In all Spreadsheet applications (Microsoft Excel, Google Sheets, LibreOffice Calc, ...) the SUM function is probably the widest used function. It allows to quickly show the total amount of all fields in a range.
But what if a field's value should only be part of that total sum if another criteria is matched? Or even if several criteria need to be matched before calculating a summarized total? This is what this article is about.
For example let's look at the following table:
|| Amount USD
|2020-01-28|| Sylvester Stallone
|2020-02-17|| Arnold Schwarzenegger
We have multiple data to handle here. The third column represents some amount. This is obviously the relevant part which should be used in the SUM. But what if I want to find about the total amount our dear friend Sylvester spent? Using a SUM across the third column would also include Arnold's expenses and would not correctly represent the total sum.
In this case, the function SUMIF can be used. This function still uses the SUM of a range (third column in our example) but only IF a criteria in another range is matching. Looking at that table, our criteria range is obviously the second column and we're looking for the field value to be "Sylvester Stallone". The Calc Function Wizard is a very good helper:
After a click on Next, the following data must be selected and entered:
This results in the following formula:
After a click on OK, the formula is inserted into the spreadsheet. And voilà, we got the total SUM matching only Sylvester's expenses. The same formula was used one field below, adjusted to find Arnold's expenses, too:
As one can see in the Function Wizard, there is only one criteria possible. But what if the data is more complicated and multiple conditions must be matched? This is where SUMIFS comes into play.
To handle more complicated data, for example with additional categories, one single criteria won't be enough. This is where the function SUMIFS helps out. It is basically the same as SUMIF but just expands for more criteria ranges.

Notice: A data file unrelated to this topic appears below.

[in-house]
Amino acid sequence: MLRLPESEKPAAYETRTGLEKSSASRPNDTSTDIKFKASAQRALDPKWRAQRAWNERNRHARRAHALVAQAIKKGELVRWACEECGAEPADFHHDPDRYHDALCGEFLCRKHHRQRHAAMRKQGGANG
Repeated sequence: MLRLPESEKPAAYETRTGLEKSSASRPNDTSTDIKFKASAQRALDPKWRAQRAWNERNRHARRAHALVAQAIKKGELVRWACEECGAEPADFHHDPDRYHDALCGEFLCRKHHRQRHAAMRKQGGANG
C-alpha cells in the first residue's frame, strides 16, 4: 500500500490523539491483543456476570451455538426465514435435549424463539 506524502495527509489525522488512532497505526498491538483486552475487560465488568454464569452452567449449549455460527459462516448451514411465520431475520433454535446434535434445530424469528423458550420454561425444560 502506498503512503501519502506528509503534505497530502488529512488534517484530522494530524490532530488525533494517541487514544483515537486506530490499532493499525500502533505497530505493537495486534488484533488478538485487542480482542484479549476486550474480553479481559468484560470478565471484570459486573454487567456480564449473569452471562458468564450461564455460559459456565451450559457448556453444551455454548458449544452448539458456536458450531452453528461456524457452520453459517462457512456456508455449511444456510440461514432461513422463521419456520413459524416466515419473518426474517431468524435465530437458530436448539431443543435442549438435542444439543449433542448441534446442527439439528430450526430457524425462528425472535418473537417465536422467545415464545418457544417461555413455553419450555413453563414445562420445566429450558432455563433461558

Let's take a look at our cast's expense sheet (which is organized in a separate tab "Details"):
Compared to the previous example, this expense sheet contains much more data. And we can use this data to not only find out how much expenses each person caused, but we can categorize them, too (look at column D / Type).
For this to work, multiple criteria must be added into the formula and each criteria has its own range. The Function Wizard is also helpful here:
The following formula data must be entered:
At the end this gives us the following formula:
Formula explained: Calc will create a total sum of fields E2 until E14 in tab "Details" if the corresponding field in column B matches "Sylvester Stallone" and the corresponding field in column D matches "Food".
By using this formula and adjusted for each cast and expense type, a nice overview can be created:
Great, now we can see which actor used how much expenses on each type of expense.
One disadvantage of the above solution is that each formula needs to be manually adjusted for the different criteria. But by using the actual expense types (column A) and the cast names (row 1), the formula can be adjusted to match these two.
This results in the following generic formula:
The cell can now be "pulled" horizontally and vertically and it spreads around the table. Each formula automatically adjusts itself to the "headers", meaning the relevant name of the person in row one and the expense type in column A.
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